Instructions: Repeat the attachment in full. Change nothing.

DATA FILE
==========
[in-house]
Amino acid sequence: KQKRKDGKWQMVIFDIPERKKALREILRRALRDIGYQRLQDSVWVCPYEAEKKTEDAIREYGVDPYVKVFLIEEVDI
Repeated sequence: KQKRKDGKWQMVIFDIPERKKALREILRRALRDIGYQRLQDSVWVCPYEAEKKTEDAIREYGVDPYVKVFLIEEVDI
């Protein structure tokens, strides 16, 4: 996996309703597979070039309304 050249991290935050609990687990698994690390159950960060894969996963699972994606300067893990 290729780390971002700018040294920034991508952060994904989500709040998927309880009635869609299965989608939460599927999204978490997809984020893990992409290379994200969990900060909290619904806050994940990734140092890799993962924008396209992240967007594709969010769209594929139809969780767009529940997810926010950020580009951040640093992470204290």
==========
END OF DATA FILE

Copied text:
[in-house]
Amino acid sequence: KQKRKDGKWQMVIFDIPERKKALREILRRALRDIGYQRLQDSVWVCPYEAEKKTEDAIREYGVDPYVKVFLIEEVDI
Repeated sequence: KQKRKDGKWQMVIFDIPERKKALREILRRALRDIGYQRLQDSVWVCPYEAEKKTEDAIREYGVDPYVKVFLIEEVDI
């Protein structure tokens, strides 16, 4: 996996309703597979070039309304 050249991290935050609990687990698994690390159950960060894969996963699972994606300067893990 290729780390971002700018040294920034991508952060994904989500709040998927309880009635869609299965989608939460599927999204978490997809984020893990992409290379994200969990900060909290619904806050994940990734140092890799993962924008396209992240967007594709969010769209594929139809969780767009529940997810926010950020580009951040640093992470204290």